Pomegranate season begins in September, coinciding with the two-day celebration of Rosh Hashanah, which begins at sundown on Sept. 18. Many Jews serve pomegranates on the second night of the holiday, when it is customary to eat a fruit not regularly consumed.
Jayne Cohen, author of "Jewish Holiday Cooking," serves the juicy, red pomegranate seeds - which have a tart, almost astringent flavor - drizzled with artisanal honey in clear crystal bowls during Rosh Hashanah "so you can see how beautiful they are."
Cohen also uses the seeds as a garnish and to add "a burst of flavor and a little crunch" to a variety of dishes, everything from fruit compote to brisket to pumpkin soup.
"It adds very interesting nuances to chickens and stews," says Marks, noting that Sephardic Jews traditionally serve chicken with pomegranate at Rosh Hashanah.
If you don't want to take the time to extract the seeds of the pomegranate, the easiest way to infuse pomegranate flavors into cooking is to use pomegranate molasses, also called pomegranate concentrate. The thick, garnet-purple syrup is made by boiling down the fruit's bright red kernels. It packs all the pomegranate's punch but none of its hassles.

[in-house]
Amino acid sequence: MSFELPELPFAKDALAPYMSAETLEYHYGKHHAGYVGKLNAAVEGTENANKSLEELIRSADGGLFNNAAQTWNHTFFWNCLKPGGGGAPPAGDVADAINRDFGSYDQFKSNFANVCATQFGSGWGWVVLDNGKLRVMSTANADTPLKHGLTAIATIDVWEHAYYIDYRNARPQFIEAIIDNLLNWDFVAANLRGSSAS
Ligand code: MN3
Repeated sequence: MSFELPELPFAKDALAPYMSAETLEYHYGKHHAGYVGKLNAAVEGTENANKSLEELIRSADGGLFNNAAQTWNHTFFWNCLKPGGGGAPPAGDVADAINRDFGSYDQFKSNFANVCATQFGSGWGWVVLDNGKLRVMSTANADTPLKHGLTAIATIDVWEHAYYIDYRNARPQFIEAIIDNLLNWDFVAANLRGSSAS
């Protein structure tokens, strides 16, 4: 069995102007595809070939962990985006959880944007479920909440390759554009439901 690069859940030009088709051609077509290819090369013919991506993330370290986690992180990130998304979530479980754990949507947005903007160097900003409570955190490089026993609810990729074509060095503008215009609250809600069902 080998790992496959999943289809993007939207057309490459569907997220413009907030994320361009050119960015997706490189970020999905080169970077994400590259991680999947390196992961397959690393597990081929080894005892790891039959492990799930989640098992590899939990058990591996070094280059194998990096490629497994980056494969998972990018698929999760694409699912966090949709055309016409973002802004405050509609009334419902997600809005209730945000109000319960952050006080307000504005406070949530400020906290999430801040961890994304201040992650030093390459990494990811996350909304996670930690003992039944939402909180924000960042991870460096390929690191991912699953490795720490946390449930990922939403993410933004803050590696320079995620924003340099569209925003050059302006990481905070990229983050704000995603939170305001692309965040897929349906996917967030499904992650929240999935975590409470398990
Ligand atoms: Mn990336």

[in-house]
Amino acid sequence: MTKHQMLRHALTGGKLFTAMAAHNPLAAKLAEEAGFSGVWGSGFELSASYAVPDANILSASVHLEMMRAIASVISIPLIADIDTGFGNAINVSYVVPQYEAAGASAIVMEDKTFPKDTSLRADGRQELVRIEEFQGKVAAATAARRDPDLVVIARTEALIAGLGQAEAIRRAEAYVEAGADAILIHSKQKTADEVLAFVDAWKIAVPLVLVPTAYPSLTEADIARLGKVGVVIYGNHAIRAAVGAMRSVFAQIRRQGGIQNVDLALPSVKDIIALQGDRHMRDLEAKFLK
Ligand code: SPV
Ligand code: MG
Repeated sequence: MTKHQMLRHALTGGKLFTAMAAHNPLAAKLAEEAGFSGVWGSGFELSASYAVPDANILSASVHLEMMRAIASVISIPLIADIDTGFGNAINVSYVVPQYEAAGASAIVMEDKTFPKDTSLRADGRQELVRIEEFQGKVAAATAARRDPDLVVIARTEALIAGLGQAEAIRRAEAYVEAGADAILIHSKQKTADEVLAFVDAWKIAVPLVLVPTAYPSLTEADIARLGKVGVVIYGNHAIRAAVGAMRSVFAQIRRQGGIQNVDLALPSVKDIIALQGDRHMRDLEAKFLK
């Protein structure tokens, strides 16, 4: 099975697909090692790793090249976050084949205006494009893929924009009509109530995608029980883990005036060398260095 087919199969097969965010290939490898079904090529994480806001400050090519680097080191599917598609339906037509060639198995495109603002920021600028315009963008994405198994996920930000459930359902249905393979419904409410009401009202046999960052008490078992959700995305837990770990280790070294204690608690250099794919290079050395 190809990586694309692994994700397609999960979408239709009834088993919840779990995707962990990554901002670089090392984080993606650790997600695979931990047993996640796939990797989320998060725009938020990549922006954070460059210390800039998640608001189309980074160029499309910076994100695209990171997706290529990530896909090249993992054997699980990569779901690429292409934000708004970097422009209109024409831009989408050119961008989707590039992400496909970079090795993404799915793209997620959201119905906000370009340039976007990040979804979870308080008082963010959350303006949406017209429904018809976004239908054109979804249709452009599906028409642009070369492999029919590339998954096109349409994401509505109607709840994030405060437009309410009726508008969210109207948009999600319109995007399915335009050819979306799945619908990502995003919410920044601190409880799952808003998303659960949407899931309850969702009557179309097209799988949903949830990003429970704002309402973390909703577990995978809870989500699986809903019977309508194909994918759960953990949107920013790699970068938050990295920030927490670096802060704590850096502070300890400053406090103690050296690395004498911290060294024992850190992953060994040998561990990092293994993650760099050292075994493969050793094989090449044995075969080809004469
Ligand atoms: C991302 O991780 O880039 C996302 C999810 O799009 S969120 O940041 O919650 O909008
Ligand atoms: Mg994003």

Sephardic Jews traditionally serve Swiss chard and spinach for Rosh Hashanah, as the greens symbolize renewal, according to Gil Marks, author of the forthcoming "Encyclopedia of Jewish Food." This recipe is adapted from his book.
1/4 cup lemon juice or red wine vinegar
4 chopped scallions or 1 small yellow onion, thinly sliced
1/2 teaspoon salt
1/2 teaspoon ground black pepper
1/4 to 1/2 cup olive or vegetable oil (to taste)
10 ounces (two 5-ounce containers) baby spinach
1 cup coarsely chopped toasted walnuts
1/2 cup pomegranate seeds
2 to 3 hard-cooked eggs, sliced, optional
In a medium bowl, combine the lemon juice or vinegar, scallions or onion, salt and pepper. In a slow, steady stream, whisk in the oil. Drizzle over the spinach, sprinkle with the nuts and pomegranate seeds, then toss to coat. If desired, garnish with egg slices.